A one-stage procedure is now used sometimes. In this procedure, Dr Boone can place the implants and the supporting abutments in one step. The success rate of this procedure is not as high as the two surgery procedure.

First surgery

Month 1

The first surgery involves placing the implants in the jawbone. During the first surgery, an incision is made in the gum where the implant will be placed. A hole is drilled in the bone, the implant is placed into the hole, and the incision is stitched closed.

After this surgery, you should avoid putting pressure on the implants. The temporary denture can be made so that direct pressure is placed on other areas, not on the implants. A soft reline (new lining next to your gums) may be placed on your denture to help to reduce the pressure on your gums.

After the first surgery, the dentist will wait three or four months if implants were placed in the lower jaw, and five or six months if they were placed in the upper jaw, before scheduling the second surgery. During this time, the bone and the implants integrate (attach and fuse).

Second surgery

Month 4 or 5 (no denture needed to be made)
Month 5 or 6 (denture needed to be made)

Once the implants have become fused with the bone, the second surgery can be scheduled. Dr Boone will confirm whether the implant is ready for the second surgery by taking an X-ray. This surgery is simpler than the first. A small incision is made in your gum to expose the tops (heads) of the implants.

A healing cap (collar) is placed on the head of each implant after it is exposed. This guides the gum tissue to heal correctly. The collar is a round piece of metal that holds the gums away from the head of the implant. The collar will be in place for 10 to 14 days. Dr Boone will adjust your temporary denture again and it may be given another soft reline. The reline material will secure the denture to the healing abutments.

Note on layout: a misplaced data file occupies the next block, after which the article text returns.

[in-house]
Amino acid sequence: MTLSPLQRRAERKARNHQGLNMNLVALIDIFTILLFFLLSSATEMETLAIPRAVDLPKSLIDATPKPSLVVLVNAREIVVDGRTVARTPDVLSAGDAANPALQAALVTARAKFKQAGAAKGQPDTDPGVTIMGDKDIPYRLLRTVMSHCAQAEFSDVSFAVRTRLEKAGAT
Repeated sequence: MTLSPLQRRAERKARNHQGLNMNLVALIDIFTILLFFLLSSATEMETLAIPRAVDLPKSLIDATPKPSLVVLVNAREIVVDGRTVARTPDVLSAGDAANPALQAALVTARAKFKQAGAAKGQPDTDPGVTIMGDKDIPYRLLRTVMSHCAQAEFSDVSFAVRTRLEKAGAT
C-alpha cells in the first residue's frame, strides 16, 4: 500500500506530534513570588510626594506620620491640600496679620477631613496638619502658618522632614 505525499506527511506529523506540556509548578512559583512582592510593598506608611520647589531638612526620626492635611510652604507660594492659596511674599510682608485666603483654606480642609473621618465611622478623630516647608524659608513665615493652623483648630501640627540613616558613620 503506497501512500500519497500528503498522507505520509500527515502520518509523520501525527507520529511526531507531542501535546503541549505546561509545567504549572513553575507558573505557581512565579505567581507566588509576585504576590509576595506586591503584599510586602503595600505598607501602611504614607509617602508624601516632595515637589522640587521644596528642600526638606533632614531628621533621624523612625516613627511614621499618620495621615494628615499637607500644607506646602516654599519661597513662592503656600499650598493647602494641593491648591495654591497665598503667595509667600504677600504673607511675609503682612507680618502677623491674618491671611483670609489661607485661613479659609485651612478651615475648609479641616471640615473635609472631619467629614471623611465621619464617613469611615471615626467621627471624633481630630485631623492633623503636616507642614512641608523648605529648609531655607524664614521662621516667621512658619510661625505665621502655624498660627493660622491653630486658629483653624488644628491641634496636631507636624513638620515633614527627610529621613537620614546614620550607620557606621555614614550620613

About two weeks after the second surgery, the healing caps will be replaced with regular abutments. At this point, your existing denture will be given a new reline. If you are using the denture as a permanent denture, the locator or ball attachments are placed in that denture.

Caring for Your Implant-Supported Denture

You will need to remove the denture at at night and for cleaning. You also should carefully clean around the attachments.

Dr Boone will test all the parts of your new denture to see if they are secure. Even though your denture is stable, it still can move slightly when you chew. This slight movement can cause the denture to rub against your gums, which can cause sore spots. Dr Boone will check your gums and also will check the way your top and bottom teeth come together (your bite) after insertion of the denture.

The clip or other attachments on the denture usually will need to be replaced every 6 to 12 months. They are made of a plastic material (nylon) and will wear after continued use.

What Will X-Rays Show?

An X-ray will show the implants in the jaw and any attachments to them. Dr Boone will take X-rays a few times during the procedure. X-rays will help Dr Boone see that the implants, abutments and attachments are in the right places.

What Can You Expect From Your Implant-Supported Denture?

Your implant-supported denture will be more stable than a regular denture. You will find it easier to speak and you won’t have to worry about the denture becoming loose or falling out of your mouth. You generally will be able to eat foods you could not eat before. However, you will not be able to chew hard or sticky foods because they can damage the denture.

If you have an implant-supported denture in your upper jaw, it can be made to cover less of your palate (roof of your mouth) than a regular denture. That’s because the implants are holding it in place instead of the suction created between the full denture and your palate.